Who’d have thought channelling the vibe of a 1970s game show host would work for a 24-year-old Dublin comedian?

Complete with the camp, ooh-er-missus, outrageous wrist flicks, hair tamed into a beautifully retro bouffant and silly skips across the stage... well, it does.

The Marquee was introduced to the sensational Mr Al Porter by The Sugar Cubes eight-piece band and bizarrely enough, he started belting out ‘Copacabana’, interspersed with comments about who he was going to ride.

His act is ribald, raucous, and very raunchy.

But don’t be fooled by his old-timey purple-suited appearance. Al’s intelligence, timing, and sheer determination to get his audience onside makes him one of the best stand-ups in the country. And the jokes were coming so fast, if you didn’t like one, there was another on the way.

Now Porter knows funny. He regales with tales of growing up with his mad ma; he covers religion (he seriously considered becoming a priest when he was a teenager); class; the difference between a bitch and a geebag; and a routine about him revealing he’s really black was just hilarious. He’s an entertainer, is our Al.

The best part of he show for me was when he picked on a guy in the front seat for the entire show (it’s always great when it’s not you).

Aoife Hughes and Pearse Hughes, with Ciara McNelis of Innishannon, before going to see Al Porter perform Live At The Marquee in Cork yesterday. Pic: Darragh Kane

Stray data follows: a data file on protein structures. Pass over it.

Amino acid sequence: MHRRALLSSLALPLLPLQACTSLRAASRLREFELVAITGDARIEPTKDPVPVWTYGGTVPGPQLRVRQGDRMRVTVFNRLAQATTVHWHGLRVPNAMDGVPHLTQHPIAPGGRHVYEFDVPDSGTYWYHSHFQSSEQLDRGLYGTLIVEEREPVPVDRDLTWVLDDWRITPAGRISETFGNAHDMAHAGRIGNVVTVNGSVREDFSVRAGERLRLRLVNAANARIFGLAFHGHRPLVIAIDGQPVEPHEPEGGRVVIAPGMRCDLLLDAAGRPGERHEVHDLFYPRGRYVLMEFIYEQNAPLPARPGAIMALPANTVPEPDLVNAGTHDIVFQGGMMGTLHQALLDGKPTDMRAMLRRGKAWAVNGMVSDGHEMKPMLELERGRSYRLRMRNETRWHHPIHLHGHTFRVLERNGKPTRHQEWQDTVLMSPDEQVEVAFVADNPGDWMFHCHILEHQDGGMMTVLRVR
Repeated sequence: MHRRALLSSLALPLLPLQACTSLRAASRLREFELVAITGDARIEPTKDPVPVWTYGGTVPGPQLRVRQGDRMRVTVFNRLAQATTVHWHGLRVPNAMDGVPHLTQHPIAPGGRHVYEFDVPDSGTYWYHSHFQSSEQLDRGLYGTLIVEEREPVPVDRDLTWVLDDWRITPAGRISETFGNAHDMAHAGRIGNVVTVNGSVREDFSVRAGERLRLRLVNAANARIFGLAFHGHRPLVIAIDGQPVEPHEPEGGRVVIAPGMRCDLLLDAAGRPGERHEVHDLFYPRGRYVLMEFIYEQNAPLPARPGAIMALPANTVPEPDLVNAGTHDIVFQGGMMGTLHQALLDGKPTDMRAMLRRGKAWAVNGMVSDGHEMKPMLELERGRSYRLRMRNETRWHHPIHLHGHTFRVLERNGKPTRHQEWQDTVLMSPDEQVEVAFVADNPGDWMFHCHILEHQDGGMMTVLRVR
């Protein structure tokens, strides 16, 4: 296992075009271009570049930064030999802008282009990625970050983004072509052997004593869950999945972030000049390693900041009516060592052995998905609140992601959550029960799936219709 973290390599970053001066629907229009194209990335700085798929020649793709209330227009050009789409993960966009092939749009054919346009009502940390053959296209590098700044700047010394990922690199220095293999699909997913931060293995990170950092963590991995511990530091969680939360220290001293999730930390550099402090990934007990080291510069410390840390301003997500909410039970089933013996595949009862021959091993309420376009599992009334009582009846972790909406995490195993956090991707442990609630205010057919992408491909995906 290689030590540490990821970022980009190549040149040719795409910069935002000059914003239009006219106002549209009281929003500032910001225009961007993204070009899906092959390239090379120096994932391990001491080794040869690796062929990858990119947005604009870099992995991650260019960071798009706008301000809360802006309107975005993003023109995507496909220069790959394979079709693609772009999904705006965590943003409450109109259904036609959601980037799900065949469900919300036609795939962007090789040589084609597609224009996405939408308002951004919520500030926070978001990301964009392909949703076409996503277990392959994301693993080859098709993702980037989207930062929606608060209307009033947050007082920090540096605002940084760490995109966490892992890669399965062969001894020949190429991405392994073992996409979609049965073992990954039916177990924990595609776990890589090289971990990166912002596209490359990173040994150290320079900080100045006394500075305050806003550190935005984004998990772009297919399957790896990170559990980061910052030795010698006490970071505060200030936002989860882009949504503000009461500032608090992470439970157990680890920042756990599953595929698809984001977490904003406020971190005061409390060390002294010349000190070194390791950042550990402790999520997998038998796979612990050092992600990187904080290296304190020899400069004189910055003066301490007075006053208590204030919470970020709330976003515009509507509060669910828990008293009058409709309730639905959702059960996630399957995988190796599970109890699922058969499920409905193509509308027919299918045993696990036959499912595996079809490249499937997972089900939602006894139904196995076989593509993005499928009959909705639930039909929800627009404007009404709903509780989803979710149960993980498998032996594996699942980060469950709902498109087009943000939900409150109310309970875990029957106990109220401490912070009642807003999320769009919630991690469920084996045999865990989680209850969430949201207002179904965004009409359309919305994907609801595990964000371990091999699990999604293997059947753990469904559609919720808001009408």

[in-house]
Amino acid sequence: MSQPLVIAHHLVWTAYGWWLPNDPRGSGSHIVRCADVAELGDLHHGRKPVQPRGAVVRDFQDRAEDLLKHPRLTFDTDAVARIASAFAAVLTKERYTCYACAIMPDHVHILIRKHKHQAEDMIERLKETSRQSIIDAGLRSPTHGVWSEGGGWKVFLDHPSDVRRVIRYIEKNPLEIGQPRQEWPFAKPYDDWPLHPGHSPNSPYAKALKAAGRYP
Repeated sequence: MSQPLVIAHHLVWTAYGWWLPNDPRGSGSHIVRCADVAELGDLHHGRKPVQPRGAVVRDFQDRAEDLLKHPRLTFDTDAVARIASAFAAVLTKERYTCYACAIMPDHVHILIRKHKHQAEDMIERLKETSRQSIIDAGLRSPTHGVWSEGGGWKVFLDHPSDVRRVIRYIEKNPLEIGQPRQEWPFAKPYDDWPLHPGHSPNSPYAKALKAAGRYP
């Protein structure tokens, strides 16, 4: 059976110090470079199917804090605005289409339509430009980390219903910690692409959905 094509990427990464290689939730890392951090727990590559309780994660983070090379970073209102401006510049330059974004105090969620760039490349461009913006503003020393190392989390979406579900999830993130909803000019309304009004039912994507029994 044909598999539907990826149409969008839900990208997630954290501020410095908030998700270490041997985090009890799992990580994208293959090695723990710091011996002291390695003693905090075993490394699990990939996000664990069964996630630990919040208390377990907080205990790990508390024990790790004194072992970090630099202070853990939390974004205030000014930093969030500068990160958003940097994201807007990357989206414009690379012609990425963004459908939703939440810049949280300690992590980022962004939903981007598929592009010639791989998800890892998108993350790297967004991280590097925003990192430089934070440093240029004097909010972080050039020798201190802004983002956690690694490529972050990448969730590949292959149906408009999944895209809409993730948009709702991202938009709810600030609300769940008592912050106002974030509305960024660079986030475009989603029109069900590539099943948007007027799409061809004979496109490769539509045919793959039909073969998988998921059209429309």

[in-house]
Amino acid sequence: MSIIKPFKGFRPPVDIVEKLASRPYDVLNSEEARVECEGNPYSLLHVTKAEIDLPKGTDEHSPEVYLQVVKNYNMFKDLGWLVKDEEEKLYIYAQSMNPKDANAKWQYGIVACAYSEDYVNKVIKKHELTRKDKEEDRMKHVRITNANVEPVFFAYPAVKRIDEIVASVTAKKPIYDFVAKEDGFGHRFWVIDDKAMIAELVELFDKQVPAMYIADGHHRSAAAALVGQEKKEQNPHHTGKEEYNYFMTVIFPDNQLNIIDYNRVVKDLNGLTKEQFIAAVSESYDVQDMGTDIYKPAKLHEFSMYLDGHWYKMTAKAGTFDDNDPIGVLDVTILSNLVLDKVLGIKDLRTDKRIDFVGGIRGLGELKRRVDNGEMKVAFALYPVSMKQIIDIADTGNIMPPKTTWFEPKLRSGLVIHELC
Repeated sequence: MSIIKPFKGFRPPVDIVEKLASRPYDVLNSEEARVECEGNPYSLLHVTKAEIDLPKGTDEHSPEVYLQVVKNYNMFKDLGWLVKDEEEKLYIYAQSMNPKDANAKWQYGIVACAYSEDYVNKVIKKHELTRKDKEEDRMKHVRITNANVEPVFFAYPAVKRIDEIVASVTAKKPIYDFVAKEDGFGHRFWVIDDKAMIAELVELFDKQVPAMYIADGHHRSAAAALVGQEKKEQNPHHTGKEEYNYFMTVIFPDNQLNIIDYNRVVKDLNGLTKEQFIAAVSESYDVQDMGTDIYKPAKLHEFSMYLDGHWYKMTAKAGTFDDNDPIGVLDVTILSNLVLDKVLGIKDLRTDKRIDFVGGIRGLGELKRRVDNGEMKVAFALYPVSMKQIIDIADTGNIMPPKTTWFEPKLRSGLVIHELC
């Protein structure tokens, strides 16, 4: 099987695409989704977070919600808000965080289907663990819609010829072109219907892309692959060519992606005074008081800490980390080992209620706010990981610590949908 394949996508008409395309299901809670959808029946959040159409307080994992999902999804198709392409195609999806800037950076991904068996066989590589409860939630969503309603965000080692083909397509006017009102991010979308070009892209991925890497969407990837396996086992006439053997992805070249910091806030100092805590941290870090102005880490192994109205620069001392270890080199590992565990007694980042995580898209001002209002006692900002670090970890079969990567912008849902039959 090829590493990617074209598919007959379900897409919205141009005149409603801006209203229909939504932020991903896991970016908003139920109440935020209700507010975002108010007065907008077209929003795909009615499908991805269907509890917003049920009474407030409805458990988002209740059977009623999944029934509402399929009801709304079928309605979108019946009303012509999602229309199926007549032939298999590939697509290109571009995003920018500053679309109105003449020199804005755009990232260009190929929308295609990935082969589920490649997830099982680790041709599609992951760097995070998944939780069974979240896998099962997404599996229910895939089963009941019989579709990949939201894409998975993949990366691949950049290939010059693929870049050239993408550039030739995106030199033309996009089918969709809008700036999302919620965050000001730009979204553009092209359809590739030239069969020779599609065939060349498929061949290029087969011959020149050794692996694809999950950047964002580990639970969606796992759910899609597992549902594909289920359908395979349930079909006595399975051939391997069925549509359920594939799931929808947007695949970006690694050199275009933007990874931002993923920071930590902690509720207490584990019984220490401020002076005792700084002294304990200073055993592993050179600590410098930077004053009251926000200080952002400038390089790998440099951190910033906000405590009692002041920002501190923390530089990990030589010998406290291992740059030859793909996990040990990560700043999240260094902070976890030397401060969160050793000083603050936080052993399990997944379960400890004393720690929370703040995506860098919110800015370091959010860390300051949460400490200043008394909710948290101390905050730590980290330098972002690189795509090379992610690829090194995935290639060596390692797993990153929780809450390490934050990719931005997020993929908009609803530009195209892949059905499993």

Aoife Hughes and Pearse Hughes, with Ciara McNelis of Innishannon, before going to see Al Porter perform Live At The Marquee in Cork yesterday. Pic: Darragh Kane

To be fair, his band, The Sugar Cubes, did warn the front row they could be in for a bit of a battering.

The tent at the Marquee included all age groups last night and we all went along for the ride on the Porter Express.

It was by no means a sold- out show but the energy made up for the absence of a bursting-at- the-seams Marquee.

He was ably supported by the very funny Eric Lalor — watch out for him. He helpfully told us: “Al’s really fucking gay. It’s not an act.”

Tallaght troubadour Porter has had his dark times — his brutally honest and courageous interview on Cutting Edge when he spoke openly about his depression and medication, and various newspaper and magazine interviews where he has talked about the bad years when he was in college. But it’s fun flamboyant shtick on stage.

Porter looks much older than his years, and his CV shows he’s packed a lot in.

Niamh Walsh and Keith McIntyre of Kildorrery head to see Al Porter Live At The Marquee. Pic: Darragh Kane
Niamh Walsh and Keith McIntyre of Kildorrery head to see Al Porter Live At The Marquee. Pic: Darragh Kane

A child performer, he was cast in his first show at the tender age of nine as the Artful Dodger — who else?

He also starred in I, Keano when he was 10 and has performed in pantos every year since he was a child too, still selling out the Olympia. He’s a regular on UK comedy panel shows, has done Live at the Apollo and opened for Michael McIntyre. And of course, he’s settling into his new lunchtime slot on Today FM, and going to host TV3’s Blind Date. But it’s on the stage, under lights, expectant faces looking up at him — that’s where Porter belongs. In the limelight, basking in the love and laughs of the audience.

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